Theater and Concert Reviews.
"Frankie and Johnny in the Clair de Lune"
by ROBERT MASSIMI about a year ago in LITERATURE Packs a Wallop.Robert Massimi.
"Frankie and Johnny" at the Broadhurst theater is an action filled play with many laughs and much sorrow. We meet both characters in the middle of sex. After the love making, both want different things. Johnny ,(Michael Shannon) wants love, while Frankie (Audra McDonald) wants him to leave.
Both Frankie and Johnny are wounded people, their lives never really worked out the way they planned it. Johnny is a short order cook and Frankie is a waitress at the same Greek dinner. In a very comical way, we find out that both have a lot in common.
As the play progresses, we find out more about them... He was in jail for check fraud, and she cannot have children due to a beating her boyfriend gave her. She was an aspiring actress, and he made many mistakes in his life. While Johnny is content with his failures, Frankie is very guarded, not willing to let people into her life. She eventually lost her boyfriend to her best friend; trust is off the table for her
"Frankie and Johnny " is a revival. First performed in 1987 with Kathy Bates and F. Murray Abraham as the leads. In 2002, Edie Falco and Stanley Tucci played the leads. Under the Direction of Arin Arbus, this production works magnificently. Both Mc Donald and Shannon deliver outstanding performances. Mc Donald (6 time Tony Winner) and Shannon ( 2 time Oscar nominee), feed off each other's energy that keeps the audience mesmerized throughout the two hours, and fifteen minutes.
Terrance Mc Nally is a four time Tony Winner. He is at the forefront as a contemporary writer. In "Frankie and Johnny," he shows us a person's life in Hell's Kitchen and the struggles that life has given her. Johnny, who reads Shakespeare and has a dictionary always at the ready in his work locker, is a very peculiar person who the audience has to try to figure out. Mc Nally never takes the foot of the gas with this play. Just when we think we know what's going to happen next, he throws us a curve ball.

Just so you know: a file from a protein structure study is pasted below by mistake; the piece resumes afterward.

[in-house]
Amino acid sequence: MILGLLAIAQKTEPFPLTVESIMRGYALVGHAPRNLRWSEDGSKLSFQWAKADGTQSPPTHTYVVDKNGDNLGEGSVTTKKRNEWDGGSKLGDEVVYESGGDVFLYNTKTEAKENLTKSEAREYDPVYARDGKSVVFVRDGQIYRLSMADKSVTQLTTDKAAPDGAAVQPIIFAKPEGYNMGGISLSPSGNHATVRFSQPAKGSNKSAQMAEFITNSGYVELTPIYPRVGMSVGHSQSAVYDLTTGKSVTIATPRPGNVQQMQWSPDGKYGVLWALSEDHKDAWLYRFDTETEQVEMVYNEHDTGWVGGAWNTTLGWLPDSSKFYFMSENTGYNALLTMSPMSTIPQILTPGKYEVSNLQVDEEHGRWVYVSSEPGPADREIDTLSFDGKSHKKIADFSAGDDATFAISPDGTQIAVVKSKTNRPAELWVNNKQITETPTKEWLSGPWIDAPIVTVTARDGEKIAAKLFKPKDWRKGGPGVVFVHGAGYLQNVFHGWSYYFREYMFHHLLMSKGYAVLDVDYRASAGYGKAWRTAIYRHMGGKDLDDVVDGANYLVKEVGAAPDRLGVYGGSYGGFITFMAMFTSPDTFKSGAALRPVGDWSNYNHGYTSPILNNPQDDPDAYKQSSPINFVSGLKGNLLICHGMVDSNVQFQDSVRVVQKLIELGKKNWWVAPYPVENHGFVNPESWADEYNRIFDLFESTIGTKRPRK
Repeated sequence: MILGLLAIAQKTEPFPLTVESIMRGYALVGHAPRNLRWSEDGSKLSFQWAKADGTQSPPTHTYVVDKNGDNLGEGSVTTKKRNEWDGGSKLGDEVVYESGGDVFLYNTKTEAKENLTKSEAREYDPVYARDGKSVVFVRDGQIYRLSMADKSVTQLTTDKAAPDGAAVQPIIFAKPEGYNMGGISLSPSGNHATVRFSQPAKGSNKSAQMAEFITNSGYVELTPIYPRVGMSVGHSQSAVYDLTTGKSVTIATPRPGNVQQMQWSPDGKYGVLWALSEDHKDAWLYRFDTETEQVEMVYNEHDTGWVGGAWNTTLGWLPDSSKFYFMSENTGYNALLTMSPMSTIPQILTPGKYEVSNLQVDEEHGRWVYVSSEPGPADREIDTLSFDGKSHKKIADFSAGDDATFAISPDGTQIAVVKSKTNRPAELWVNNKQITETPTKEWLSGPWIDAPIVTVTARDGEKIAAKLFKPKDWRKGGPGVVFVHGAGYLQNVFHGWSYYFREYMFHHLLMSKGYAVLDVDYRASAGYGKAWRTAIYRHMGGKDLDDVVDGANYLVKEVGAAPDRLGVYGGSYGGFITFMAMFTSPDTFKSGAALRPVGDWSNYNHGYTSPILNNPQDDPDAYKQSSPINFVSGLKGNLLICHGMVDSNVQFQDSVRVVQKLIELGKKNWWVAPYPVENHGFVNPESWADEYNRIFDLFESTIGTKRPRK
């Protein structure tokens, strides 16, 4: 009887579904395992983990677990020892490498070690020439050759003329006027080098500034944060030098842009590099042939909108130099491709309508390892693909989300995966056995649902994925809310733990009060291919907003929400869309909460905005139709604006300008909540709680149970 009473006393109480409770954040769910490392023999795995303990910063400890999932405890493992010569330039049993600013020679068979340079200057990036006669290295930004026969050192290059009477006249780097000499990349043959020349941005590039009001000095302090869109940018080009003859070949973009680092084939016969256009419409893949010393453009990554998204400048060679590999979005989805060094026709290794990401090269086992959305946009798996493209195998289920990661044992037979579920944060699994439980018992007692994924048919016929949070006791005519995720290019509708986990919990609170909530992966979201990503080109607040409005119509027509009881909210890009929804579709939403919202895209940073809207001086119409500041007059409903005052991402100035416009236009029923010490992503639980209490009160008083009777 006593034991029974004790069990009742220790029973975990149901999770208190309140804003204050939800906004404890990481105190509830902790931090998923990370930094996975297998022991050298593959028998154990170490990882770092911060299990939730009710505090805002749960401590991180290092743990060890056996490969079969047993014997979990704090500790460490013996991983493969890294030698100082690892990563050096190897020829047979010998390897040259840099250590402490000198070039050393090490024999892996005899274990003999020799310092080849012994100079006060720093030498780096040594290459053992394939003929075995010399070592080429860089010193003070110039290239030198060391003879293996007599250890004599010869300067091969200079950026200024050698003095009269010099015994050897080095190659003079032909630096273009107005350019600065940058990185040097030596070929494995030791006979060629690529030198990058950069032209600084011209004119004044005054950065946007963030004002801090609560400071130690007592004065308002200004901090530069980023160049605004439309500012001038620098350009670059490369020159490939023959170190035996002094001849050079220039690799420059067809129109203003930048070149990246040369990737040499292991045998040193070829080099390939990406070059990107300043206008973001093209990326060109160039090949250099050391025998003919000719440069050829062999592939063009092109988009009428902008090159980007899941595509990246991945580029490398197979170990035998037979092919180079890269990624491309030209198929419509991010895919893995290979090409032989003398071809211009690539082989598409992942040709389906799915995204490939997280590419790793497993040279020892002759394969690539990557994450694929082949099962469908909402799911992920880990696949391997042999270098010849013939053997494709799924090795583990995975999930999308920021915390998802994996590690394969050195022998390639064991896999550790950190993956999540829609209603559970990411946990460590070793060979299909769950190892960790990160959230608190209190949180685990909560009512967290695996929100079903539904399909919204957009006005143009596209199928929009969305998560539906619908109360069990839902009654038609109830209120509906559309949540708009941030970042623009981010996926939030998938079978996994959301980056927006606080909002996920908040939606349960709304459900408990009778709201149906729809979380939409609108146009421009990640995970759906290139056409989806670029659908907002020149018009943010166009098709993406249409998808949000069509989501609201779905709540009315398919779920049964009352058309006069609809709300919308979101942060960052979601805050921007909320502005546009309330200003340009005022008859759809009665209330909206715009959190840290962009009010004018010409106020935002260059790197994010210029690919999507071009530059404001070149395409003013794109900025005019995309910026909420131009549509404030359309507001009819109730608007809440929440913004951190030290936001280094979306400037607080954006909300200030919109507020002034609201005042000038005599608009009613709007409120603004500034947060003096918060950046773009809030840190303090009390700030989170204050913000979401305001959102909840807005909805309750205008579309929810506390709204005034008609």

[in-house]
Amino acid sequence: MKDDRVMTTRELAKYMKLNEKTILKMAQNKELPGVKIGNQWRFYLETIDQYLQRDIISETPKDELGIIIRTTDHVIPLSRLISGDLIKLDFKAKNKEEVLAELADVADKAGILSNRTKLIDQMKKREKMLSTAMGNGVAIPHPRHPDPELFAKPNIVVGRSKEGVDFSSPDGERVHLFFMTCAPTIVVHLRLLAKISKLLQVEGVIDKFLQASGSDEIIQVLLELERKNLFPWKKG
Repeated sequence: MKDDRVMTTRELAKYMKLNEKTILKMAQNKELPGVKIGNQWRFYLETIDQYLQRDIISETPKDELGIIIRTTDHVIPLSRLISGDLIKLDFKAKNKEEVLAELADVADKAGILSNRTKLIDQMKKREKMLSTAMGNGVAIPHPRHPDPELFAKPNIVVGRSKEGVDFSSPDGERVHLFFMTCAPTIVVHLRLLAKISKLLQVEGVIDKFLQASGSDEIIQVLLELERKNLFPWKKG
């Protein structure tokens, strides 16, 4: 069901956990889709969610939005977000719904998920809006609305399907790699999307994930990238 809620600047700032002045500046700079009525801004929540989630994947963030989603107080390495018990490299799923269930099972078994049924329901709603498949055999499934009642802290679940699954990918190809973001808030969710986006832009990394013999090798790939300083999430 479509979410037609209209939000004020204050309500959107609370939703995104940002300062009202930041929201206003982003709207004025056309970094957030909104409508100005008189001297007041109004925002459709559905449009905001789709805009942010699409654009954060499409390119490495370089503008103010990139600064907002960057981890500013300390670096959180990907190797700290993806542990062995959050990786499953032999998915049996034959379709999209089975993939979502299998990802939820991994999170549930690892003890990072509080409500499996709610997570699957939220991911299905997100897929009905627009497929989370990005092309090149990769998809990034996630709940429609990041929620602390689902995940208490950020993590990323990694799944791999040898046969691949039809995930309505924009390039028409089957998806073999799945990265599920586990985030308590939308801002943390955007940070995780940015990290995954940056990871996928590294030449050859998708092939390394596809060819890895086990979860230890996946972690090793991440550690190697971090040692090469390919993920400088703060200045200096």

Under cool white lights, we see a simple one room apartment. A fire escape is the only thing that does not box Frankie in. She cannot get away from her past, she sees really no future, only the present, and in that present is a man whom she wants to leave.
Arbus brilliantly shows us the two different people. Johnny never stops talking. What he talks about varies from meaningless to very deep. He tries to get on common grounds with Frankie, he continually tells her how much they have in common. When Frankie questions him, he continues on as if they were meant for each other. Frankie the fighter will not be worn down that easy, she has a reaction to everything that Johnny has to say. Johnny too, a fighter, will not take no for an answer. He will not leave, he will not accept Frankie not wanting to fall in love with him.
The main allure of "Frankie and Johnny" is the two characters. Who is right, what's wrong with the two of them. The plot also focuses deeply on their lives, particularly in the second act. It is in this act that we really see why the two are the way they are and how they got here. Arbus takes away the laughter a little bit and hits the audience hard, showing us the baggage and the scars that these two have suffered.
"Frankie and Johnny" pulls out all the stops with our emotions. These two great actors command the stage, and let us freely see into their lives. We see the strong, the vulnerable, and the very human side of Frankie and Johnny. These are two people in everyday life, in an everyday situation, but through this great production we see their lives magnified over a brilliant two hours of theater.
Michael Shannon, Terrance Mc Nally, Edie Falco, Stanley Tucci, Audra Mc Donald, Tony Award Winner, Broadhurst Theater, Broadway.